What makes this deplorable situation even worse is that we are told that this woman’s sins are not even the issue. The scribes and Pharisees don’t care about her sins at all, she is simply being used to test Jesus. See, the religious leaders are very aware of the teachings and popularity of Jesus, and they are very upset at how he seems to contradict the Law of Moses. In their view, he has disregarded the Sabbath and many other ritual purity laws, such as eating with people who are known sinners. They motivation in bringing forth this woman and shaming her is so that they will then have a case against Jesus and condemn him. They are certain that based on his past teachings and actions that he will defy the Law of Moses and say this woman is not to be condemned and they can hardly wait for his answer because then they will have him!

Jesus the Center of focus

The narrative spotlight now moves off the woman and shifts to Jesus, who is to be center stage for the next part of the story. The scribes and Pharisees have marched into one of the Temple courts and interrupted Jesus’ teaching and demanded an answer about what to do with this woman caught in adultery. Instead of answering Jesus stooped down and with His finger wrote on the ground. We are not told what he wrote, but as we will see in a moment it is his the movement of stooping to write that is significant as unbeknownst to the scribes and Pharisees, Jesus is still teaching.

The Finger of God

While there is a wide array of speculation about what Jesus may have written, it is that he has written and how he has written that is important here. Even though the text is fixated on the scribes, Pharisees, the woman, and Jesus; there is a crowd of people that surround them, and they are watching and listening. Jesus is teaching them and us something important here. Once again after questioning Jesus about Moses’ Law, scripture says “But Jesus stooped down and with His finger wrote on the ground.” So what? You may ask. What did Jesus write with, and why is the narrator telling us this? With his finger. Jesus stooped down and with the finger of God he wrote on the earth. While being questioned about the law of Moses, which God wrote on tablet stones with his own finger, God incarnate now writes upon the earth, the earth that he created, the earth that had been cursed because of the sin of human beings. God is intervening here in the affairs of human beings; he is doing something.

In addition to God writing on the stone tablets with his finger, the phrase ‘finger of God’ is also used in Exodus regarding the plague of the gnats. After striking the earth the gnats appear and Pharoah’s magicians are unable to duplicate the work of God, and Pharoah’s magicians tell Pharaoh that this is the finger of God at work. What is done by the finger of God cannot be done by anyone else.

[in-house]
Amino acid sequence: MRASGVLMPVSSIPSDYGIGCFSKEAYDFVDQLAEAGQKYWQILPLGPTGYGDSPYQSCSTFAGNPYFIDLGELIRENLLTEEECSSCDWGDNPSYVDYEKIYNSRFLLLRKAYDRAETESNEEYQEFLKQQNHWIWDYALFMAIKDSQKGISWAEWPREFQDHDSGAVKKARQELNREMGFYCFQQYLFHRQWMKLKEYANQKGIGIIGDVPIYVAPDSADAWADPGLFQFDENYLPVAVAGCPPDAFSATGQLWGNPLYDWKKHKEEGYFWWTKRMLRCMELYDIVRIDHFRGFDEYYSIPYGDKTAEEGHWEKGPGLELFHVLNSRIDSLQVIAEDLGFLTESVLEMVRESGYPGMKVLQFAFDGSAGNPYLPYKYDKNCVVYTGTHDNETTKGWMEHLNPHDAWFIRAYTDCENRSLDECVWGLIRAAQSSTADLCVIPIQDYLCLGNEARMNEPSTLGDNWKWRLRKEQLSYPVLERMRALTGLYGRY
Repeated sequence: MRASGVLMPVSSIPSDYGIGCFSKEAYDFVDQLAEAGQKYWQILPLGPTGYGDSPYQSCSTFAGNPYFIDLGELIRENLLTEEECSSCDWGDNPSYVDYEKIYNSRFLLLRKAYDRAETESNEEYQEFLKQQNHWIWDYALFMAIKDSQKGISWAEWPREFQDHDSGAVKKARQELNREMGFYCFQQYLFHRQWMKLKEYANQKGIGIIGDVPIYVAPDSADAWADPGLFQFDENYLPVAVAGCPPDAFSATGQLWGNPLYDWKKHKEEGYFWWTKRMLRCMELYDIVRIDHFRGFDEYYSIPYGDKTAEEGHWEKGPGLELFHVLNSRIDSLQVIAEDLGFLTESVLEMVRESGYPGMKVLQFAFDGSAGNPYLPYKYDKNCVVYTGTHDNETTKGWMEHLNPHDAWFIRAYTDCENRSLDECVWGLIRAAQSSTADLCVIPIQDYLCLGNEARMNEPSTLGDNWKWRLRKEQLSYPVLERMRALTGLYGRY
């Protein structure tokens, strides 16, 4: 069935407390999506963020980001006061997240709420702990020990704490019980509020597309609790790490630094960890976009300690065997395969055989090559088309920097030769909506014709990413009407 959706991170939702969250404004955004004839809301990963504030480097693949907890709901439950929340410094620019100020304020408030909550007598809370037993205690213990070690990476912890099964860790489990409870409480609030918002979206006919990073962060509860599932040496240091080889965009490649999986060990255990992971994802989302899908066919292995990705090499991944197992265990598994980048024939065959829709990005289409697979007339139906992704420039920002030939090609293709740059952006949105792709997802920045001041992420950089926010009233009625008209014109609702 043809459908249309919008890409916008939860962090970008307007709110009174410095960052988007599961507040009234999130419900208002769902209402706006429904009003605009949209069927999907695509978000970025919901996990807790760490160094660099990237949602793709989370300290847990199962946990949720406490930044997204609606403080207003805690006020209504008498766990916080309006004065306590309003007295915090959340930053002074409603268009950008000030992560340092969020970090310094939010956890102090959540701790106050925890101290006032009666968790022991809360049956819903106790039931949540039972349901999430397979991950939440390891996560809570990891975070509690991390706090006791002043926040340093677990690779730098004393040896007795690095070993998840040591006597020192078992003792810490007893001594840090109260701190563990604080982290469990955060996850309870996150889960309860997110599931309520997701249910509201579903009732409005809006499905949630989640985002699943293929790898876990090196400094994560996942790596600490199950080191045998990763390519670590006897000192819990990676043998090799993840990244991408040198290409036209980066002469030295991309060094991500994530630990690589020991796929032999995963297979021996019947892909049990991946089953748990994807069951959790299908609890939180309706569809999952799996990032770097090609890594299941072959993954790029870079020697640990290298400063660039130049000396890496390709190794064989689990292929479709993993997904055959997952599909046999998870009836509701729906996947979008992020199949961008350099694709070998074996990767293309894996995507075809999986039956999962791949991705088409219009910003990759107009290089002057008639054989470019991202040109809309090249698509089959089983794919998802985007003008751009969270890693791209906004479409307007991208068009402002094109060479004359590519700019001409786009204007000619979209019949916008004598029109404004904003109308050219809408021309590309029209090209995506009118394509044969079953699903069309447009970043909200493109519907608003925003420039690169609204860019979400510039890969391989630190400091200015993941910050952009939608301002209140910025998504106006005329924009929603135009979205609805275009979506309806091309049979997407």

Jesus also uses the term finger of God in Luke’s gospel. After healing a mute man by casting out a demon, Jesus is accused of casting out demons by the power of Beelzebul. Jesus replies to the Pharisees, “But if I cast out demons by the finger of God, then the kingdom of God has come upon you” (Lk 11:20). The finger of God demonstrates the power of God, the kingdom of God on the scene. God through Jesus Christ is proclaiming that things are changing. And we see it the start of this change when Jesus straightens up and speaks to the scribes and Pharisees who have continuously been questioning him. We can see from the scriptural examples that the finger of God brings new life, liberation, and a way forward WITH God.

Jesus addresses accusers

Jesus straightened up and said, “He who is without sin among you, let him be the first to throw a stone at her.” To the scribes and Pharisees stunned amazement, Jesus did not disagree with the Law of Moses.  The law of Moses says stone her, so stone her, he states. But he doesn’t leave it at that. Jesus places a condition upon them—the person without sin, let him be the first to throw a stone at her. In this condition Jesus places each of them front and center before the judgment seat of God. Who would be able to stand in the house of God and with a clear conscious be able to cast that first stone to condemn the woman?